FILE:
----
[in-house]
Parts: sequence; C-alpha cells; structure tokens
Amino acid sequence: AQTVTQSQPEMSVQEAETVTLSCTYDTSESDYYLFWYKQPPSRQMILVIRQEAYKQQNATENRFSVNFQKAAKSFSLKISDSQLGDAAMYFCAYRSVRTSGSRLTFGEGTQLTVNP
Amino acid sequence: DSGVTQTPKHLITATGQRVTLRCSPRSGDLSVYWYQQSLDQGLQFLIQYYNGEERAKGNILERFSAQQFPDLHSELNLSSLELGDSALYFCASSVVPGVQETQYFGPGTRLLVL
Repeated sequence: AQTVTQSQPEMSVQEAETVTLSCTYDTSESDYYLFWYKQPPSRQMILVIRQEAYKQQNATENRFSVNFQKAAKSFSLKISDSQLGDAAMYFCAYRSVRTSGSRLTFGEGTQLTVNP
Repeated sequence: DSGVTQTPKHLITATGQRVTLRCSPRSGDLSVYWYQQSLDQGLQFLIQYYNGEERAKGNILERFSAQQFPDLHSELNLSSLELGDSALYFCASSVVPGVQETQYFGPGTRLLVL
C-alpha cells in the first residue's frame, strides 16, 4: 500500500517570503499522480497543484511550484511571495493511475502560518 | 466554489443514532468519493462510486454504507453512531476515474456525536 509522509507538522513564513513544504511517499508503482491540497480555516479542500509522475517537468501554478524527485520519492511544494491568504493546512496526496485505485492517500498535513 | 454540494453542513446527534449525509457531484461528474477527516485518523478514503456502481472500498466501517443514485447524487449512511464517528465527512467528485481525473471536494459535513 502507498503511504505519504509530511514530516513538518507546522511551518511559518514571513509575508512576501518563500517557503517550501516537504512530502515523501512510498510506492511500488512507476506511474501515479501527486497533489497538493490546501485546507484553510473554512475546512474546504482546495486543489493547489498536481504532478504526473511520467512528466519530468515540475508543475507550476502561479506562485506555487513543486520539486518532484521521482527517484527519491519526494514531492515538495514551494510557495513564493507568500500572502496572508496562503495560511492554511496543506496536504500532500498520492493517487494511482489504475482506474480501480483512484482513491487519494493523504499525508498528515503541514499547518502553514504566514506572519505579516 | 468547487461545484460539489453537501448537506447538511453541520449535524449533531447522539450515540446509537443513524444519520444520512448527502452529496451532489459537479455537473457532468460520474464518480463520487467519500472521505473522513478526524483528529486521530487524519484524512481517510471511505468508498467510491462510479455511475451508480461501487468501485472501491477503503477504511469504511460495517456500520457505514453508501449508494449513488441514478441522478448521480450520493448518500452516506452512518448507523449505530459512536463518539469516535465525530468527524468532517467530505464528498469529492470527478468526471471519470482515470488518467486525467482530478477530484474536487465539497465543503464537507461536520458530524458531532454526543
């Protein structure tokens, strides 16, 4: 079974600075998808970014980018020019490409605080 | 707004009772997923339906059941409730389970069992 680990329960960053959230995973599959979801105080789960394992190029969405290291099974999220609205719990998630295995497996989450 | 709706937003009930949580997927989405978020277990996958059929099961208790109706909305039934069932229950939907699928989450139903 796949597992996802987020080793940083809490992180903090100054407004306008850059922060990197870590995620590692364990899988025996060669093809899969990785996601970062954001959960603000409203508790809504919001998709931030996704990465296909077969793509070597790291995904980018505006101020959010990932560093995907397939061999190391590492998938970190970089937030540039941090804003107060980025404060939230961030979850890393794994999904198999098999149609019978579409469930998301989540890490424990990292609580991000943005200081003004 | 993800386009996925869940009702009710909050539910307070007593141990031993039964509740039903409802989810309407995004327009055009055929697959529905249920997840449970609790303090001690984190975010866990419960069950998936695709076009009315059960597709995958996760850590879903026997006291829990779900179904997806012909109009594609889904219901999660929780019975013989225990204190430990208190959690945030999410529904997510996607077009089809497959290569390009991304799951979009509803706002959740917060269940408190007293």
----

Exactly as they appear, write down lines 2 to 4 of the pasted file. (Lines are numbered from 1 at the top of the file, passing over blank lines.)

Parts: sequence; C-alpha cells; structure tokens
Amino acid sequence: AQTVTQSQPEMSVQEAETVTLSCTYDTSESDYYLFWYKQPPSRQMILVIRQEAYKQQNATENRFSVNFQKAAKSFSLKISDSQLGDAAMYFCAYRSVRTSGSRLTFGEGTQLTVNP
Amino acid sequence: DSGVTQTPKHLITATGQRVTLRCSPRSGDLSVYWYQQSLDQGLQFLIQYYNGEERAKGNILERFSAQQFPDLHSELNLSSLELGDSALYFCASSVVPGVQETQYFGPGTRLLVL